The Outer Hebrides

This summer we went up North, and spend a couple of weeks camping in the Outer Hebrides, mainly in and on the water–open skies, brilliant colours, and eagles soaring above the bay.

Well ….

… only after our Outwell Montana 6 held its word and survived gale force 10 storms with only some minor bruises! While I was huffing and puffing lugging the heavy tend over uneven ground, when I saw other tends collapse like houses of cards around us I was rather grateful for our old lady! A local farm shop supplied us with fetching olive green and lined fishermen trousers–allowing walks to the beach. Maybe walks is a bit of an understatement, charging against the wind, stomping through wet sand, along a raging shoreline is probably a more adequate description. We played Ninja Paws, ate chocolate, and chatted while the tend hissed like a chained dragon trying to take off.

long exposure evening sky all blue hues
long exposure evening sky

Our weather app had thrown it’s virtual and proverbial hands in the air. Eventually the storm receded, and we were able to get out more. We went out with the kayaks, and while the boys were fishing, I made good use of the fishermen’s trousers and sat in the wet sand for long-exposure shots. We flew the kites, went to see standing stones, and even caught some days of such warmth that we swam in the Atlantic not needing our normal 5 mm wet suits. So all in all a perfect summer, after a wet and stormy start.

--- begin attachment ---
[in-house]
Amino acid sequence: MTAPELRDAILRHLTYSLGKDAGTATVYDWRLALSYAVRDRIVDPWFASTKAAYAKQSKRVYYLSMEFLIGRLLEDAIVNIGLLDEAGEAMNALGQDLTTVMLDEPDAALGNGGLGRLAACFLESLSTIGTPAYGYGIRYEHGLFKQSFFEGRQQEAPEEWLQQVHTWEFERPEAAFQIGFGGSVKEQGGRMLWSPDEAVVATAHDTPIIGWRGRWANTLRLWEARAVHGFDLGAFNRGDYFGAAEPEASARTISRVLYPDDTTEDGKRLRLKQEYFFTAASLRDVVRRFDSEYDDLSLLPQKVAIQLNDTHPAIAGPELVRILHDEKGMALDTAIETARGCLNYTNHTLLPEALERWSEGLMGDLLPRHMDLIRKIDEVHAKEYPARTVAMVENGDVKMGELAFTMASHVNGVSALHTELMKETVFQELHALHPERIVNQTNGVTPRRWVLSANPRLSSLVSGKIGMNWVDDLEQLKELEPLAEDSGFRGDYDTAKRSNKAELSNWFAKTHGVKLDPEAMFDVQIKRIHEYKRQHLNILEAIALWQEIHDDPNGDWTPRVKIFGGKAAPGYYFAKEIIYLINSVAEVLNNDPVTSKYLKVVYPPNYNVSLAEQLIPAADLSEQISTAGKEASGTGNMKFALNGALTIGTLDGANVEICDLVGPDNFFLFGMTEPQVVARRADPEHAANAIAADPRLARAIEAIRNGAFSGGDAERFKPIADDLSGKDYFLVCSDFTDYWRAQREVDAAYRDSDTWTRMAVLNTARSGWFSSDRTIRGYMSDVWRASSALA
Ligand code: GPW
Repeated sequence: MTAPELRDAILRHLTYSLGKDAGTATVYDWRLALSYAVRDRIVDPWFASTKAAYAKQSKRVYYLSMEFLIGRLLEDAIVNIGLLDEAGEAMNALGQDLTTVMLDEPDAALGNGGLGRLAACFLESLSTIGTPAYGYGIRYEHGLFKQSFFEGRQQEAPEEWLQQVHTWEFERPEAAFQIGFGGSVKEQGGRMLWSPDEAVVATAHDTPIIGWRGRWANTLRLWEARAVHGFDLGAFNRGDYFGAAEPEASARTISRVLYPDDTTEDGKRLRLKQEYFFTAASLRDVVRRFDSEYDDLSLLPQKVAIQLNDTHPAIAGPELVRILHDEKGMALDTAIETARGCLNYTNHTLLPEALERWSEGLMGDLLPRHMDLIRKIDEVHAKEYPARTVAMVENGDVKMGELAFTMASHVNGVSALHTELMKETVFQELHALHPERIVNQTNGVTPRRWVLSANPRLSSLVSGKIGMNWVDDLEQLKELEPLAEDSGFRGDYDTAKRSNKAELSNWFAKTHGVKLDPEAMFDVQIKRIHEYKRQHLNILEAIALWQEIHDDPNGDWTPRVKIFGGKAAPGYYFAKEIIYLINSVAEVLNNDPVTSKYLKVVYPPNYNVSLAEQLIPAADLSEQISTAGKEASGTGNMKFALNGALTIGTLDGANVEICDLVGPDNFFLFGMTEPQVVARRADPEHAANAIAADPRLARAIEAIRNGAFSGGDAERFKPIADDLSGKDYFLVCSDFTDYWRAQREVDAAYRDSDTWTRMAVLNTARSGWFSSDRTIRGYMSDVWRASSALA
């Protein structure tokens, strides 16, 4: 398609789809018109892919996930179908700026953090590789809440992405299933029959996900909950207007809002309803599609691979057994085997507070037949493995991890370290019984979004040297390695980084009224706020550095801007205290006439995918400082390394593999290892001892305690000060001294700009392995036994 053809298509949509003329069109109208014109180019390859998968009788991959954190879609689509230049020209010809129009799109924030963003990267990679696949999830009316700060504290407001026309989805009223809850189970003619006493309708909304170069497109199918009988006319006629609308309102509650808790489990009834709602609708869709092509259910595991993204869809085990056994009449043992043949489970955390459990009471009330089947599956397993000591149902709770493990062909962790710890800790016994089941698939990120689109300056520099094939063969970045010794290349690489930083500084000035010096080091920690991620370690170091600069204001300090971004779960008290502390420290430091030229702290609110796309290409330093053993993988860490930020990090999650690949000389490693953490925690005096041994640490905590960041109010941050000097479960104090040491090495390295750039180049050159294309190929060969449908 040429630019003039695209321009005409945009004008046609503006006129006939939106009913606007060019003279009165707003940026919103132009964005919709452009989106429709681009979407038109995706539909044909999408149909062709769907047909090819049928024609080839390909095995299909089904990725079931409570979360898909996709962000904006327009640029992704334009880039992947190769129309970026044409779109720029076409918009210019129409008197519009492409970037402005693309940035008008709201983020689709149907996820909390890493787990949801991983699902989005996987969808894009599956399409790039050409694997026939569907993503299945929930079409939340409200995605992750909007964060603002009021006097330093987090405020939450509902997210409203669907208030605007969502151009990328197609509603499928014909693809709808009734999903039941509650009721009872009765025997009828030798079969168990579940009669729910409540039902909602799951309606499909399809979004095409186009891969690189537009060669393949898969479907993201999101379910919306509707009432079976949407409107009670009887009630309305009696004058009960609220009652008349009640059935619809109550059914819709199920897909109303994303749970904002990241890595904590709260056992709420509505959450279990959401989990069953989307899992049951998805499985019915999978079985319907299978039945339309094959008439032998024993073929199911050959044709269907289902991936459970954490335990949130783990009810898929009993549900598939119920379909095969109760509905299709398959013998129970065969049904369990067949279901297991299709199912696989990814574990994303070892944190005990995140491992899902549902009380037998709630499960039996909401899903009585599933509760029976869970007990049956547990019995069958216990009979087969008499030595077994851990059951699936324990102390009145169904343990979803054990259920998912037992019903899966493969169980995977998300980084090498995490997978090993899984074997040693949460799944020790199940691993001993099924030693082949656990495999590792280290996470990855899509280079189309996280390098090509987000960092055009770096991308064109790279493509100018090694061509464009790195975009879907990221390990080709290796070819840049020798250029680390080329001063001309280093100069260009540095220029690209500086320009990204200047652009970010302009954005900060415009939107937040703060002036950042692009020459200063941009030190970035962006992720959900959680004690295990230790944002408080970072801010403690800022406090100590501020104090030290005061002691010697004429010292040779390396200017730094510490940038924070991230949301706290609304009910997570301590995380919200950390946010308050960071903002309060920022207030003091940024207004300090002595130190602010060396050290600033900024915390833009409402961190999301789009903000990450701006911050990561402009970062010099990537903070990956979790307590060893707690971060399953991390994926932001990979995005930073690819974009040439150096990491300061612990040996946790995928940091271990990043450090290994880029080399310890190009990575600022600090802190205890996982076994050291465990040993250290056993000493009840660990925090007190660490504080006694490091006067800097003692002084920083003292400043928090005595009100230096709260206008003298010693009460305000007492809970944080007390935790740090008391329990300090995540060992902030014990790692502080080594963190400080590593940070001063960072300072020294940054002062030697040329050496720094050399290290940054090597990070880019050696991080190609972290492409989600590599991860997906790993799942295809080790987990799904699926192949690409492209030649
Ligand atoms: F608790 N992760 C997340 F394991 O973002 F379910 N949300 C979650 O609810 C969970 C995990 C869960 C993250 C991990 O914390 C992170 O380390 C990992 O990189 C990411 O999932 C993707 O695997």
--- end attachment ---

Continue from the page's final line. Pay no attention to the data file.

It is needless to say when spending time on Harris and Lewis the sew-inclined person has to visit Clò-Mòr the Harris Tweed exhibition. There are some interesting designer garments to see, and you can learn about the history of Harris Tweed. I reminisced in childhood memories combing some wool and had to have serious words with myself about budget for fabric!

The fabric I eventually decided for reminded me of the colours of the Highlands and Islands–and well, my favourite camping mug.

Whilst you can buy garments and some fabric at the exhibition, they have a bigger store in Tarbert close to the ferry terminal. And there it is really difficult to choose just one panel for making a dress! Did I say really, really? You could not buy lining there–or at least I don’t remember seeing lining, which is a bit a shame as they could sell lining matched with the beautiful wool they have in the shop. Once at home I tried to draft a couple of designs that would work with the dress and could not stop myself from superimposing the figure onto the landscape. More about the actual dress in the next blog post.